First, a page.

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Ajith Rajan

Fountainhead/ Atlus Shrugged with a painter as protagonist

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Hi!

How do you think The Fountainhead or Atlus Shrugged would have been if Howard Roark /Hank Rearden were a Painter?

What challenges do you think he'd face on his way and what positions do you think he will take?

:) 

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In either case you wouldn't have a story recognizably like the one Rand wrote.

Painters don't typically open offices or take jobs in them. A painter works entirely alone most of the time, with nothing comparable to clients (except in the case e.g. of a commissioned mural) or to cooperation with lenders, insurers and contractors. Much less concern (hardly any, I should think) with the client's budget.

The case of Rearden is even harder to imagine. No Rearden metal. No John Galt Line. No Equalization of Opportunity bill. Probably no meeting with Dagny, since she didn't know any artists. Probably no Lillian, since few painters are wealthy enough to interest her, and thus no discovery of the meaning of sex.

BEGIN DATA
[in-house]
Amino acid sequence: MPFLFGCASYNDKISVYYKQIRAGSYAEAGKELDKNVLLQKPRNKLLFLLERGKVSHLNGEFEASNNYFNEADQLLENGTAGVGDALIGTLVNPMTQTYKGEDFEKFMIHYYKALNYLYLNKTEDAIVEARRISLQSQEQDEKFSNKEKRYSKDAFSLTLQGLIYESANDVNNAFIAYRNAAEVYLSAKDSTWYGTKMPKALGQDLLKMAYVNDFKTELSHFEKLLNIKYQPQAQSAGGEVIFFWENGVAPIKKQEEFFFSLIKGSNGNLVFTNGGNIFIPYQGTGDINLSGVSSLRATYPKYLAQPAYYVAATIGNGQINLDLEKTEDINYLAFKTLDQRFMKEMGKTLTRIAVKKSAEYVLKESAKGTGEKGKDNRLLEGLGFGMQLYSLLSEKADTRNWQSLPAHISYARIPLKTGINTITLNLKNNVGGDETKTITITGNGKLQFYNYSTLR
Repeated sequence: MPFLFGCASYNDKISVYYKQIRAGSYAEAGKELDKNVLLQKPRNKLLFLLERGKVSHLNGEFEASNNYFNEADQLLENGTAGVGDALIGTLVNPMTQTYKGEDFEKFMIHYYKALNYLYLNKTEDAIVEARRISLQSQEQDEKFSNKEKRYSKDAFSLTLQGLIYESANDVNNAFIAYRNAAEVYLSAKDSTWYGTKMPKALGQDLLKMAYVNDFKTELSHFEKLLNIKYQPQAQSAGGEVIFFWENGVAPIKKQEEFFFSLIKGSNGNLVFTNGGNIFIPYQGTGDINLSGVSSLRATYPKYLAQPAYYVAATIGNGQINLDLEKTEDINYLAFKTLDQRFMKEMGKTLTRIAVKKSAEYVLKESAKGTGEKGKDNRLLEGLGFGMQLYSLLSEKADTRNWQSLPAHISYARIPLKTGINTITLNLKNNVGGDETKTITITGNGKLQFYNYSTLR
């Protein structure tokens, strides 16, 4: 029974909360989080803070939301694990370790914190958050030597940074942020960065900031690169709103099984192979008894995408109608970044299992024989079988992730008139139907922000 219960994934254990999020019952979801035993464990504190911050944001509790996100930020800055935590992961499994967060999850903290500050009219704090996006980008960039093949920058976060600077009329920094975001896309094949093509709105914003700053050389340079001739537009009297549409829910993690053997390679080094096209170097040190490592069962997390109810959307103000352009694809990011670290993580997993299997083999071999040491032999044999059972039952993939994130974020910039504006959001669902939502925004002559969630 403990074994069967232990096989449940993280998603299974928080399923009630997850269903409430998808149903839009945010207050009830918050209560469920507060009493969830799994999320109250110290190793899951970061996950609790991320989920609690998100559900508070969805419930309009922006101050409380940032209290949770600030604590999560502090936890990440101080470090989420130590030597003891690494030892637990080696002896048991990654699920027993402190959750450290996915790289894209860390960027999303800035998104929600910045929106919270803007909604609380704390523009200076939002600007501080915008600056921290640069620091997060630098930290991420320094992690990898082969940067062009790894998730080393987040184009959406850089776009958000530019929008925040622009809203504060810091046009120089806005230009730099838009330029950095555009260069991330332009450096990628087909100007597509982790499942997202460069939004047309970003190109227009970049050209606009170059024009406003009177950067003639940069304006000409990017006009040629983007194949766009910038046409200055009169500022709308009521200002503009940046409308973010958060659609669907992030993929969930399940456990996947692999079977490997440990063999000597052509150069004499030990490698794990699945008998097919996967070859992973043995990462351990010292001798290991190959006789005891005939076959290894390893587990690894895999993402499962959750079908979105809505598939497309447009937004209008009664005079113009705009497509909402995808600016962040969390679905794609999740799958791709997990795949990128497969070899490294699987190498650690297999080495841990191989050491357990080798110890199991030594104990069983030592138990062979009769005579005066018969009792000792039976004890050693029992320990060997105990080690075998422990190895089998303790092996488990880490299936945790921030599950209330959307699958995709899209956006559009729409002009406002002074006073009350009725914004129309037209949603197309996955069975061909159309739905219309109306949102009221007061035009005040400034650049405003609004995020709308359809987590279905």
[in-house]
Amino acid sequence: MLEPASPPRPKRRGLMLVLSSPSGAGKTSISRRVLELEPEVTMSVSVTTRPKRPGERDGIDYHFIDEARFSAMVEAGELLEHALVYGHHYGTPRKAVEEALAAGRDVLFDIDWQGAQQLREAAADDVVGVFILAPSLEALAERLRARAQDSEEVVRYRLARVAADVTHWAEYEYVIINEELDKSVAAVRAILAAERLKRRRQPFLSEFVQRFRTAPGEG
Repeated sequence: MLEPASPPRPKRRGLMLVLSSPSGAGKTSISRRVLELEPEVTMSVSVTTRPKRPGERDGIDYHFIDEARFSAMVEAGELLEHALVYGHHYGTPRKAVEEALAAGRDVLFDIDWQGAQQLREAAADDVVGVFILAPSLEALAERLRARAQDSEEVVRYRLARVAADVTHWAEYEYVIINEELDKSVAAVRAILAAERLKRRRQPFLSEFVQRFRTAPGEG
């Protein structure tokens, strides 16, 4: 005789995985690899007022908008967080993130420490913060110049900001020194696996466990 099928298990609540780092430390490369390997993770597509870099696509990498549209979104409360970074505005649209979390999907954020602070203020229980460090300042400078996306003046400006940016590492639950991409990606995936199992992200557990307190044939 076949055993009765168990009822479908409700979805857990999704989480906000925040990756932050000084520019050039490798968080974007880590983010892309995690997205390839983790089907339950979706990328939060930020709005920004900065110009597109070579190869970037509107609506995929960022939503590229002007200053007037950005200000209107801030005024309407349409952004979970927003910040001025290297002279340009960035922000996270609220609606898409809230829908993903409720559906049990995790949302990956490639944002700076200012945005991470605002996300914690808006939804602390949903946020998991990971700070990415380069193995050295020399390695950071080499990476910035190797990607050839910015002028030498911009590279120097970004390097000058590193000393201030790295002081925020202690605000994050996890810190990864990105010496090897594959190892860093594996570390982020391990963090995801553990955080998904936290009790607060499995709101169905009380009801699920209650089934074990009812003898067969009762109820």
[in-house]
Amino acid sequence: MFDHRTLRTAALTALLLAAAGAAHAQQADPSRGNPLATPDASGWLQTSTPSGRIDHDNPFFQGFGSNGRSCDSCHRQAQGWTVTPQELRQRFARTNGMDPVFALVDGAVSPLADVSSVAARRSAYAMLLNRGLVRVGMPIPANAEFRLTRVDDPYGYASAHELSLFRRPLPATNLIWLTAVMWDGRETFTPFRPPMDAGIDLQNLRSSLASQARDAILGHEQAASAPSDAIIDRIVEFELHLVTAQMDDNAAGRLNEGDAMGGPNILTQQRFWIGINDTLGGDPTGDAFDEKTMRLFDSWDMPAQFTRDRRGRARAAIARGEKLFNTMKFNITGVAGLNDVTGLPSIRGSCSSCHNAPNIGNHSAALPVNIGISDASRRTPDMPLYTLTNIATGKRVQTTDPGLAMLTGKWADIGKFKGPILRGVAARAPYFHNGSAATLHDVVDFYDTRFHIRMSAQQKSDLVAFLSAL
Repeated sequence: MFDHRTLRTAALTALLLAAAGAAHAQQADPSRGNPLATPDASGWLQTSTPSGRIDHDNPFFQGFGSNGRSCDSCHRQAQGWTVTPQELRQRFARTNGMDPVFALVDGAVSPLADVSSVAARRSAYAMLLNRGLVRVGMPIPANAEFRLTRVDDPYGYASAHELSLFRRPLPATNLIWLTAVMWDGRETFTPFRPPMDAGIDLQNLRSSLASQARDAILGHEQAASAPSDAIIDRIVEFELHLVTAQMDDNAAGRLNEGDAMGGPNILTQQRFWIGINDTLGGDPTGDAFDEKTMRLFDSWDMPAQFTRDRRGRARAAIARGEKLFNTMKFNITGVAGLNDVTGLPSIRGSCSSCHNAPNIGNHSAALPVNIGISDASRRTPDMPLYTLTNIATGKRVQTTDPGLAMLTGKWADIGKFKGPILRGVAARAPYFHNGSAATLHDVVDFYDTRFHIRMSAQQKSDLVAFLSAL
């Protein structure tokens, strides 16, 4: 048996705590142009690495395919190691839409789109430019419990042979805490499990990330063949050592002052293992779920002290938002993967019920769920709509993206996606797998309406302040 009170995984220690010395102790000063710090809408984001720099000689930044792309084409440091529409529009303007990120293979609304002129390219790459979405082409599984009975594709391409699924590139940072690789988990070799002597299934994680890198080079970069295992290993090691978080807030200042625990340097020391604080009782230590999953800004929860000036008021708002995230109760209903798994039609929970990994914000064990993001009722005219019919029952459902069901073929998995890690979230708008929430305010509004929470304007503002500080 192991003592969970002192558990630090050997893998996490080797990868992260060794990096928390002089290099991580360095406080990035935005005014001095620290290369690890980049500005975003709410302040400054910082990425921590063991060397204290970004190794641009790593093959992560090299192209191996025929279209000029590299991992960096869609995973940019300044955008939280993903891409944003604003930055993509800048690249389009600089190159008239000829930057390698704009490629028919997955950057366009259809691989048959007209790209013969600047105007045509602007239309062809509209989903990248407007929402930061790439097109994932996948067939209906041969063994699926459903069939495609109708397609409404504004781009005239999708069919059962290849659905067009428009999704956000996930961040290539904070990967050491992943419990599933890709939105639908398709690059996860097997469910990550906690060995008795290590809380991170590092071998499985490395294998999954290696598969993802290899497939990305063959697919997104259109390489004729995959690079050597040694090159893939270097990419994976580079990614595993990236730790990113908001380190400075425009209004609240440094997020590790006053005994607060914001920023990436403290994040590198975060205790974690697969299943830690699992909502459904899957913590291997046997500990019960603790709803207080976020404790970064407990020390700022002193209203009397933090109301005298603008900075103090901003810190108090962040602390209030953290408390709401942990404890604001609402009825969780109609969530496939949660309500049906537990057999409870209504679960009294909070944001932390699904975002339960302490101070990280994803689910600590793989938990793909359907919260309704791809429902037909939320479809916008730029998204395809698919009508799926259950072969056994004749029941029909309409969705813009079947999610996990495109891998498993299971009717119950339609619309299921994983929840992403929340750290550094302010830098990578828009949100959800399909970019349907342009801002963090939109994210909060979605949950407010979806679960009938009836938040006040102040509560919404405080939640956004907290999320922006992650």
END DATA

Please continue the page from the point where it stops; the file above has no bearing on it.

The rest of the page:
One might ask What if Rand had written a novel about a painter? Not having her imagination, I don't know. She did write a painter in Ideal, and he's an unsympathetic character.

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5 hours ago, Reidy said:

Painters don't typically open offices or take jobs in them. A painter works entirely alone most of the time, with nothing comparable to clients (except in the case e.g. of a commissioned mural) or to cooperation with lenders, insurers and contractors. Much less concern (hardly any, I should think) with the client's budget.

After your comparison of Donald Trump to James Taggert, what leaps out here is the question of what if lenders, insurers and contractors took the role of art in the same spirit as conveyed via The Romantic Manifesto? Perhaps it is too soon for such a story to be conjectured, yet she did write one, albeit a short, non-fiction version.

The starving artist, the loner, the misunderstood, the under-appreciated soul seeking to capture a single still moment on canvass in order to convey his particular perspective of the essence of life, has been vanquished to the basement society's life. The painter is treated as the red-headed stepchild. A step lower than the good being hated for the good, the field of painting along with the artist,  has been castigated—almost as if the castigators were fully cognizant of the repercussions of such a deed.

As you point out past the selected quotation I included, the concretes would be much more difficult to ascend to. It is much more than the peculiar mixture of pigments and the selection of a brush with which to apply it.

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All of which is just what I said: a novel with a painter as protagonist would not be Atlas Shrugged or The Fountainhead or anything close.

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